A new mutation in exon 7 of NEMO gene: late skewed X-chromosome inactivation in an incontinentia pigmenti female patient with immunodeficiency
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- Martinez-Pomar, N., Munoz-Saa, I., Heine-Suner, D. et al. Hum Genet (2005) 118: 458. doi:10.1007/s00439-005-0068-y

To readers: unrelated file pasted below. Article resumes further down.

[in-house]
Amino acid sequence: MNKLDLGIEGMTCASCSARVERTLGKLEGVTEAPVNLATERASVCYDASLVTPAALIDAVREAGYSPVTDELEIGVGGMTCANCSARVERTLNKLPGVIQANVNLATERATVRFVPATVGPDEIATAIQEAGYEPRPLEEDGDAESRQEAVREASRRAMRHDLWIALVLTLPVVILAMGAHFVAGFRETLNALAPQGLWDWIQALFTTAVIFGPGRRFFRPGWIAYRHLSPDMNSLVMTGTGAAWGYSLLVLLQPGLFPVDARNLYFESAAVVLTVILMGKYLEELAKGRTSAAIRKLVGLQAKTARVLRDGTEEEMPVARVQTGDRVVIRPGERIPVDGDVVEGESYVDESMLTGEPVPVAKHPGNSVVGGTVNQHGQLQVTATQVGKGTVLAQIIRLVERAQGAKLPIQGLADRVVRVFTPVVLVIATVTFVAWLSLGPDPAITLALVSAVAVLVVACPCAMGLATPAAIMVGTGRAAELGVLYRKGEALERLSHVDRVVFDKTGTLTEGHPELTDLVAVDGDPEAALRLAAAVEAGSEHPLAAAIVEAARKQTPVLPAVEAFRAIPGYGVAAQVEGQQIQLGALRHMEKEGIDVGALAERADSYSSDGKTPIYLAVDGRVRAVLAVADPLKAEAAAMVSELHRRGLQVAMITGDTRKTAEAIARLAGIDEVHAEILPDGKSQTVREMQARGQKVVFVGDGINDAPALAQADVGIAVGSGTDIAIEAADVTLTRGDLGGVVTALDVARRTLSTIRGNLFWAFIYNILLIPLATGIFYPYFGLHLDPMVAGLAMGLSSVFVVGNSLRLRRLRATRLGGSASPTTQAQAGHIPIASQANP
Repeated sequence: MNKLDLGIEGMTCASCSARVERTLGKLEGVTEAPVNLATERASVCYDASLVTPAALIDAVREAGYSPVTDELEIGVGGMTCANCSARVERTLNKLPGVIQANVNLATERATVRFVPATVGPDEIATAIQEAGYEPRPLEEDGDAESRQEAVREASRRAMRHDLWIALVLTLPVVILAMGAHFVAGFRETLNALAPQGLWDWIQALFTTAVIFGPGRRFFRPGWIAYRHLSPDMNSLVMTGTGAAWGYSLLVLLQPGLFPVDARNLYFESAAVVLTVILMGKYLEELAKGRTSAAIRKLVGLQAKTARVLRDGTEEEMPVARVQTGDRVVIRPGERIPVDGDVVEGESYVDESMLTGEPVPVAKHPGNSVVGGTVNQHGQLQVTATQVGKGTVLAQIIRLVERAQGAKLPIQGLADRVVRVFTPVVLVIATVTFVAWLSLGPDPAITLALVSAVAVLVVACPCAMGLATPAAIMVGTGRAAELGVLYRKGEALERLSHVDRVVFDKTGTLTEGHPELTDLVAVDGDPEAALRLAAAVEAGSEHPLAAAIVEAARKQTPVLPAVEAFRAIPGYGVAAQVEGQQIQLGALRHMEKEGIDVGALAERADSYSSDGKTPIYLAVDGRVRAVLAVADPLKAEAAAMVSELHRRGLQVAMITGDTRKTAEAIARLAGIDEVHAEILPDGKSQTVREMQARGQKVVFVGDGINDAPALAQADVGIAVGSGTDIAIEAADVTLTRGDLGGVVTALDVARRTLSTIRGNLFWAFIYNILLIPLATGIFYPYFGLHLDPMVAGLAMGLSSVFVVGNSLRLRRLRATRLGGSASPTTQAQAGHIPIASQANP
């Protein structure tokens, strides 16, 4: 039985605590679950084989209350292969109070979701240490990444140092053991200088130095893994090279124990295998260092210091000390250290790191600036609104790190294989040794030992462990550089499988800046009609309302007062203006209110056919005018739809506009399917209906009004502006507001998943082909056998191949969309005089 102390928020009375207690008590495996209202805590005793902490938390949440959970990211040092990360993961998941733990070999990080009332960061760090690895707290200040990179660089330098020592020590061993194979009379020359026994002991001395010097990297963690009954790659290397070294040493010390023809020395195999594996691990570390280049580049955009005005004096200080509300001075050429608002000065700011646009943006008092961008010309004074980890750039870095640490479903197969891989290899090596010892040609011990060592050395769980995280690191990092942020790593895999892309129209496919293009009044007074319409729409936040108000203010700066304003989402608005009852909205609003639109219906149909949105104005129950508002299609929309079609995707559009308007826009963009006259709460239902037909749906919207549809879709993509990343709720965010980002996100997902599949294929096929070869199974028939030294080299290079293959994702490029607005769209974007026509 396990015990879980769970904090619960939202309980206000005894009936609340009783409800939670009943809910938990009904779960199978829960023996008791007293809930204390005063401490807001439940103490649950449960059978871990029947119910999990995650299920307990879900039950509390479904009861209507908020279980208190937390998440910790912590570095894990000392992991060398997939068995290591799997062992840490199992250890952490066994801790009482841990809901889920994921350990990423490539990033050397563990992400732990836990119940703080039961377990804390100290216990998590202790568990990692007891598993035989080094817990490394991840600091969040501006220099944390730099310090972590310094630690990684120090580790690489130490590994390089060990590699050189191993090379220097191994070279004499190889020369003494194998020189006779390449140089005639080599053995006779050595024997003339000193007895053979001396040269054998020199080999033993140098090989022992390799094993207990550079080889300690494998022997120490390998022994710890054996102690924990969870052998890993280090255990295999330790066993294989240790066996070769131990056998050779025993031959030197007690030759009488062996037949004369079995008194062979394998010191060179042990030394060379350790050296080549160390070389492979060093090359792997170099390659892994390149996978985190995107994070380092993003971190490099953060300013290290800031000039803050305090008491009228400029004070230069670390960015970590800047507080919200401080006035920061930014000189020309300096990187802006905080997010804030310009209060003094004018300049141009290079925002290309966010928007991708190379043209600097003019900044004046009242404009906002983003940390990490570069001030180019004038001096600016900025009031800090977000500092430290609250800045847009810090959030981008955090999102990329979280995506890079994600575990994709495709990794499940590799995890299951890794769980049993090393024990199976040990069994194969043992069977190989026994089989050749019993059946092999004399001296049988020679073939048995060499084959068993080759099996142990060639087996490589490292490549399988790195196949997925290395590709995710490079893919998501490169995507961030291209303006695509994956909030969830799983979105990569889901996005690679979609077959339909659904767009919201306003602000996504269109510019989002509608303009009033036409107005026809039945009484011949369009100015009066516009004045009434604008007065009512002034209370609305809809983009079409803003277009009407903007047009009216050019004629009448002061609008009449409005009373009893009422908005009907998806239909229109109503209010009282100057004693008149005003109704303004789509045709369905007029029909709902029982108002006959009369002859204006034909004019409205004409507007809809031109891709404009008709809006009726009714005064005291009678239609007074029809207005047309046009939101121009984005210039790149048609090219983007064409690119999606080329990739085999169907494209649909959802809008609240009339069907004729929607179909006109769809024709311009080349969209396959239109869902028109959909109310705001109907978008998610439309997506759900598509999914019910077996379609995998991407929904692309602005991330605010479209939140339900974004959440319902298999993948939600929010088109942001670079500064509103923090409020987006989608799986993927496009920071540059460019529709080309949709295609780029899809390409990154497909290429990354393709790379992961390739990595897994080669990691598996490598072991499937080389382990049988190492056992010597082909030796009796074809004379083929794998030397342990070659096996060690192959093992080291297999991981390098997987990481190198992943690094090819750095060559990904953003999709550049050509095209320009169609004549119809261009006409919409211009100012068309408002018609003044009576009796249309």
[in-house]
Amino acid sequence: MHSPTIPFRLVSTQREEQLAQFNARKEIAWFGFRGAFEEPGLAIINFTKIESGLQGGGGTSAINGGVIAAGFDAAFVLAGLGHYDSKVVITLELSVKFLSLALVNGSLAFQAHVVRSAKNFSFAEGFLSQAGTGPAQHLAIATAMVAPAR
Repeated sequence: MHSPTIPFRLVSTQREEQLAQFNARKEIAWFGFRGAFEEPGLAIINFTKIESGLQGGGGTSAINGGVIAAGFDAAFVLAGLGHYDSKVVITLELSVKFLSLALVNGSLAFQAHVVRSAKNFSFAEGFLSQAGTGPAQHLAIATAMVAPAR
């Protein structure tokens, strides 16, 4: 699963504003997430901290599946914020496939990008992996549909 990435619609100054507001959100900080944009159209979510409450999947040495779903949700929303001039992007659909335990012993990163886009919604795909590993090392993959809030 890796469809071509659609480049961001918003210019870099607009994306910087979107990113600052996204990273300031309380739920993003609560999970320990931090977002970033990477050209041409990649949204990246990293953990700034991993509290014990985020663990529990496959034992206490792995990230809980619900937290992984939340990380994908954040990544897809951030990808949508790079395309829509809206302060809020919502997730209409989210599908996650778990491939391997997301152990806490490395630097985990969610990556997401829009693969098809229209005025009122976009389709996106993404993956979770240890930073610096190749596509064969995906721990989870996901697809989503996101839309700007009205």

Incontinentia pigmenti is an X-linked genodermatosis, lethal in males. Affected females survive because of X-chromosome dizygosity and negative selection of cells carrying the mutant X-chromosome, and for this reason the skewed X inactivation pattern is often used to confirm the diagnosis. The most frequent mutation is a deletion of part of the NEMO gene (NEMOΔ4–10), although other mutations have been reported. Mutations of NEMO which do not abolish NF-κB activity totally permit male survival, causing an allelic variant of IP called hypohidrotic ectodermal dysplasia and immunodeficiency (HED-ID). We present a non-classical IP female patient who also suffered transient immunodeficiency because of a late and progressive selection against peripheral blood cells carrying an active mutated X-chromosome. This finding suggests that in the absence of known mutation the X-inactivation studies used in genetic counselling can induce mistakes with some female patients. At the age of 3 years and 6 months, all immunodeficiency signs disappeared, and the X-chromosome inactivation pattern was completely skewed. The low T cell proliferation and CD40L expression corroborate the important role of NEMO/ NF-κB pathway in T cell homeostasis. The decreased NEMO protein amount and the impaired IkBα degradation suggest that this new mutation, NM_003639: c.1049dupA, causes RNA or protein instability. To our knowledge, this is the first time that selection against the mutated X-chromosome in X-linked disease has been documented in vivo.